• 21. What really makes us so effective? 1. Our Perf/Dev ratios have been adopted (after numerous “discussions” ) 2. We have a Software Development Team 3. We have a Product Owner (Prod. Mgr) for our Labs 4. We have a dedicated TechOps team “PerfInfra” for Labs 5. We have a substantial lab for testing 6. We have a Program Manager focused on cross functional project strategy, visibility, and communications
  • 22. Performance Engineering Team Structure Performance Automation & Tools & Env • Sales/Service/Data • Software Tools Developers • Features • Environments • Workloads • Product Owner • Chatter • Special Projects Lead • Features • Workloads • Platform/Mobile/UI • Features Architect • Workloads • Core/Search/Analytics Program Manager • Features • Workloads
  • 23. The Importance of Early Starts…
  • 24. PerfEng Historical Lag per Release Release R1Planning Final Plans Due Feature Freeze Sandbox Freeze Product Development Sprints Release Sprint Release Jan Feb Mar Apr May Jun Accumulated performance bug debt Cost of finding &fixing bugs PerfEng Begins Testing 
  • 25. Why Start Earlyand Profileupstream? Avoid obvious problems earlier
  • 26. • Late starts with minimal workloads• Increased workloads and decreased time to bring online• No longer need to track 
  • 27. PerfEng Starts vs. Release Timeline Release R1Planning Final Plans Due Feature Freeze Sandbox Freeze Product Development Sprints Release Sprint Release Jan Feb Mar Apr May Jun
  • 28. Q: How do we do scale PerfEng to meet demands of a larger organization?
  • 29. Ratios are Key to Establish and Socialize PerfEng established a 1:8 ratio of Perf/Dev IC  No more than two scrum teams or three projects / release  Does not include workload engineers (min of two per cloud)  Does not include Managers or Software Tools Engineers Perf Managers/IC ratio may need to be higher than 1:8  Managers may require 1:3 or 1:5 due to the additional teams managers interact with cross functionally Find a ratio that enables PerfEng  Factor early participation, deep dives, optimization work to provide meaningful contributions  Support discussion with velocity points, automation and efficiency examples, ROI Examples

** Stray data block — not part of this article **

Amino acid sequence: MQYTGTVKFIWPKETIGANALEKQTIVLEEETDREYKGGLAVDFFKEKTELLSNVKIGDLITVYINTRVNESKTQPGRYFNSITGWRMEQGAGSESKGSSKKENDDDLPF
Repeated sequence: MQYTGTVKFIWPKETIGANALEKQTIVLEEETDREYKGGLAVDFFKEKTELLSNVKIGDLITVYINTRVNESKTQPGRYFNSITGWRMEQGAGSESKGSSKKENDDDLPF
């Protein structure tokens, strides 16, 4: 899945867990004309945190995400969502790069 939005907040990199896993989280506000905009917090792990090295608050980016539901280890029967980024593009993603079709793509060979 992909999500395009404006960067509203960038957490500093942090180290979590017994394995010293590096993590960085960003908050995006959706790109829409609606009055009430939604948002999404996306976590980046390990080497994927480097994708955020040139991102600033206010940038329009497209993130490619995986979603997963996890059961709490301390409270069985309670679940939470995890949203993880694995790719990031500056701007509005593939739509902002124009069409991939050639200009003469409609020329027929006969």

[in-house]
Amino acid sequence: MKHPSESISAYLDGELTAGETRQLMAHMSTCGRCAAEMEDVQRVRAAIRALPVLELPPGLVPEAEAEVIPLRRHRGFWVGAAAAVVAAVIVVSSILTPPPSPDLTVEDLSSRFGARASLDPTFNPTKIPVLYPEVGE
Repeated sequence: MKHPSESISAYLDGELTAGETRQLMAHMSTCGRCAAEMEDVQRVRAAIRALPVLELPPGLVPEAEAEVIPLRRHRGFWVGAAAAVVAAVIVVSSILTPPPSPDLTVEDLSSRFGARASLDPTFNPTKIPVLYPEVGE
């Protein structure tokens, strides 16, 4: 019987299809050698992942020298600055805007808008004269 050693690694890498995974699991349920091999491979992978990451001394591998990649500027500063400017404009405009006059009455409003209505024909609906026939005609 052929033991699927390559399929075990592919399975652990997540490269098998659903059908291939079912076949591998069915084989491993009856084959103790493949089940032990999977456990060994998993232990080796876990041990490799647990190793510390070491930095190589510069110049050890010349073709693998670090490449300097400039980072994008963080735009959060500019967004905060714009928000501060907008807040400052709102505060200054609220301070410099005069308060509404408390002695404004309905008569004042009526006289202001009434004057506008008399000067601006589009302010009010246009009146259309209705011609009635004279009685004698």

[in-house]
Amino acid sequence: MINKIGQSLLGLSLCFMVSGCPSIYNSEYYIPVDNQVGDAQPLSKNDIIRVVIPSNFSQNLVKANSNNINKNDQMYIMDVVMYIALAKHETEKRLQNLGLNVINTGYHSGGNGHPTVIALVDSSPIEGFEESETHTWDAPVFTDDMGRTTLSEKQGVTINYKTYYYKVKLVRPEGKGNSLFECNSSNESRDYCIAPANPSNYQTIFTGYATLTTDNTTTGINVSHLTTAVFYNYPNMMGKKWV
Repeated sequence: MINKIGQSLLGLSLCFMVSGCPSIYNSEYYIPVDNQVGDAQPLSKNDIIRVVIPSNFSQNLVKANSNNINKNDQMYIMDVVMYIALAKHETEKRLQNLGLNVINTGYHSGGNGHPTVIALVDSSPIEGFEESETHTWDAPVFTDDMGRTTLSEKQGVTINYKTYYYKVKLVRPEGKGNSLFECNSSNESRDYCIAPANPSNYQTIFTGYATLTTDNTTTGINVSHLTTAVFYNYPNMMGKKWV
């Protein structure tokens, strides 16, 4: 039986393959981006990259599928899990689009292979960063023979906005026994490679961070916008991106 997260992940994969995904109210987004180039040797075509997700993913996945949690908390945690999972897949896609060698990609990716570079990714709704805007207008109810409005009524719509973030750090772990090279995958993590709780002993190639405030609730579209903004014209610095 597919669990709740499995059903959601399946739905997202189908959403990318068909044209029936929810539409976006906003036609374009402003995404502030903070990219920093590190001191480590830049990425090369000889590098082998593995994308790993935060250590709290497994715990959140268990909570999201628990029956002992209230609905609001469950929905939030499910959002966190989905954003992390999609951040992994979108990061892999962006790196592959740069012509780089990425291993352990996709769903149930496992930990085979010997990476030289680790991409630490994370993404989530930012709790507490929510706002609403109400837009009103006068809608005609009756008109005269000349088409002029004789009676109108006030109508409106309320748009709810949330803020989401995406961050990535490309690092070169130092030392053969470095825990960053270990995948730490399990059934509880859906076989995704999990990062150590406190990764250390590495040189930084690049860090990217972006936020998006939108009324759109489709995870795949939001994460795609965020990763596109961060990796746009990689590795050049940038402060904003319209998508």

• 30. >1.2x >2x>2x Gap is closing today, but still haven’t reached the target
  • 31. Self Service to the Rescue!
  • 32. Embed Performance Mindset into Every Team “Closely partner with scrum teams to provide early, fast, continuous architecture engagement / results / analysis for complex scenarios and enable scrum teams to catch obvious performance issues with self service tools, automation, and processes before they reach Performance Engineering”